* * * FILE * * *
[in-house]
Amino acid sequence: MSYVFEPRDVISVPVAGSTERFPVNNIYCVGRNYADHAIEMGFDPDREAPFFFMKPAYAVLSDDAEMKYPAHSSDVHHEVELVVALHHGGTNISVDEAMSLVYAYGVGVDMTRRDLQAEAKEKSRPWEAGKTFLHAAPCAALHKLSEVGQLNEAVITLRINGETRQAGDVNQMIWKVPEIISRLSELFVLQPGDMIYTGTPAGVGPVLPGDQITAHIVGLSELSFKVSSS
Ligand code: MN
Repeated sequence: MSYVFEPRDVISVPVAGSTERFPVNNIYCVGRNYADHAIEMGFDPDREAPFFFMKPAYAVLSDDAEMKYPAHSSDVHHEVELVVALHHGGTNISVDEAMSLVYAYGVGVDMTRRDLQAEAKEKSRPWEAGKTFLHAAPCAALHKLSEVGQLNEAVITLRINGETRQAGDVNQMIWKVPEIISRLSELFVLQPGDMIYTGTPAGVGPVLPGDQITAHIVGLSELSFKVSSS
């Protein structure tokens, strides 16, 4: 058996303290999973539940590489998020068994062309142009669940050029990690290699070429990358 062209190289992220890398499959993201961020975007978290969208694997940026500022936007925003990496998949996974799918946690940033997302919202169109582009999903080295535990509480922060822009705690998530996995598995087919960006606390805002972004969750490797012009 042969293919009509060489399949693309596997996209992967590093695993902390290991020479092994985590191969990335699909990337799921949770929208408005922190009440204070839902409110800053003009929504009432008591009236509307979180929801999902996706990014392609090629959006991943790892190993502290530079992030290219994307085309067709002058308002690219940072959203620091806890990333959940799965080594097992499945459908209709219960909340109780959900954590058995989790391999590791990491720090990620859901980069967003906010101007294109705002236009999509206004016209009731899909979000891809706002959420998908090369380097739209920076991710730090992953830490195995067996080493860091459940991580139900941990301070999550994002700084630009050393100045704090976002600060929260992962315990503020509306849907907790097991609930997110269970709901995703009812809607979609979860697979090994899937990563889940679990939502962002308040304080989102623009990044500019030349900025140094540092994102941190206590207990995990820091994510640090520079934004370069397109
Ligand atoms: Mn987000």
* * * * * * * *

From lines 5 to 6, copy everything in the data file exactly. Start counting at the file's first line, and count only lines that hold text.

């Protein structure tokens, strides 16, 4: 058996303290999973539940590489998020068994062309142009669940050029990690290699070429990358 062209190289992220890398499959993201961020975007978290969208694997940026500022936007925003990496998949996974799918946690940033997302919202169109582009999903080295535990509480922060822009705690998530996995598995087919960006606390805002972004969750490797012009 042969293919009509060489399949693309596997996209992967590093695993902390290991020479092994985590191969990335699909990337799921949770929208408005922190009440204070839902409110800053003009929504009432008591009236509307979180929801999902996706990014392609090629959006991943790892190993502290530079992030290219994307085309067709002058308002690219940072959203620091806890990333959940799965080594097992499945459908209709219960909340109780959900954590058995989790391999590791990491720090990620859901980069967003906010101007294109705002236009999509206004016209009731899909979000891809706002959420998908090369380097739209920076991710730090992953830490195995067996080493860091459940991580139900941990301070999550994002700084630009050393100045704090976002600060929260992962315990503020509306849907907790097991609930997110269970709901995703009812809607979609979860697979090994899937990563889940679990939502962002308040304080989102623009990044500019030349900025140094540092994102941190206590207990995990820091994510640090520079934004370069397109
Ligand atoms: Mn987000």